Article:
I simply do not understand why anyone is excited about his anecdote about Thatcher’s flirtatious behaviour or his childish word games (“The Sock of the Rising Sun”) with assorted literati. Moreover, he shows himself as a rank misogynist and a political weathercock who had George Orwell’s lack of perspective without his literary ability.
Premature death is sad but very common. But I don’t think Hitchens’ railing against God is a high-point of modern philosophy. And I don’t see why his death is a major news story.
And by the way, Guy Rundle, he was never a Trotskyist.
Joe Boswell writes: Re. “Richard Farmer’s chunky bits” (yesterday, item 12). Richard Farmer wrote: “Measuring economic surprises… The record is truly appalling… the so-called experts don’t really have a clue. Why banks and others keep employing people to produce meaningless forecasts is beyond me.”
Such observations have been made often, and much has been said trying to explain why people persist in this behaviour despite overwhelming evidence it is meaningless at best, and often worse than useless as it encourages false confidence about the course of the future that may lead to costly errors.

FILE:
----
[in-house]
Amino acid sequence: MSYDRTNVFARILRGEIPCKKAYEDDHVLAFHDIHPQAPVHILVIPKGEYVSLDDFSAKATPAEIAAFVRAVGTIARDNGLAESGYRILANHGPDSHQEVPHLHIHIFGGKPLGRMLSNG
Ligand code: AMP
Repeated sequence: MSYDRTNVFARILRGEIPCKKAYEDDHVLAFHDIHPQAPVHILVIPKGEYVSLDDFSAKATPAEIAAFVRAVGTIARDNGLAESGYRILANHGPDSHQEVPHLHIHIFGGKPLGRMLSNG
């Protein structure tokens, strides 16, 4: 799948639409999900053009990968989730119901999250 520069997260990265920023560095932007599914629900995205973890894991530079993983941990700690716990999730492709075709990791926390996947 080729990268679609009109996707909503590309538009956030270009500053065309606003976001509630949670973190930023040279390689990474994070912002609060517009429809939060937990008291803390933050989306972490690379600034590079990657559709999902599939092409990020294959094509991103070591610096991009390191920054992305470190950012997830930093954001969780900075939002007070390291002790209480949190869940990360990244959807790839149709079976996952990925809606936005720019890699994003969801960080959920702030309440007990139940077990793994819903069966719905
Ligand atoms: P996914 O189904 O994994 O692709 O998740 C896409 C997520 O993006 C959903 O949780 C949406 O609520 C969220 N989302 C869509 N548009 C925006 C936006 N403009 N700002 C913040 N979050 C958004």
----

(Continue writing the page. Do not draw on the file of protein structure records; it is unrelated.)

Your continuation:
Peter Bernstein produces this anecdote in his excellent book, Against the Gods. During the Second World War Kenneth Arrow, later a joint winner of the Nobel Memorial Prize in Economics, was a US Air Force weather forecaster:
“Some officers had been assigned the task of forecasting the weather a month ahead, but Arrow and his statisticians found that their long-range forecasts were no better than numbers pulled out of a hat. The forecasters agreed and asked their superiors to be relieved of this duty. The reply was: ‘The Commanding General is well aware that the forecasts are no good. However, he needs them for planning purposes.'”
In general people want to believe that they can at least predict the future even if they cannot control it. Today’s economic forecasts are just another type of divination, satisfying a basic psychological need.
Jenny Morris writes: Re. “Power Shots: Hillsong’s Xmas … Santa Palmer … year for the rich …” (yesterday, item 14). It’s not clear from Angela Priestley’s article precisely what her problem with Hillsong might be, or rather, why the things she seems to object to are problematic.
So the church “not only commands the attention of its followers at this time of year, [it] … can also dominate the music charts and put on some of the country’s most extravagant Christmas pageants.” Well, they’re clearly outrageous activities not engaged in by any other type of organisation in the country!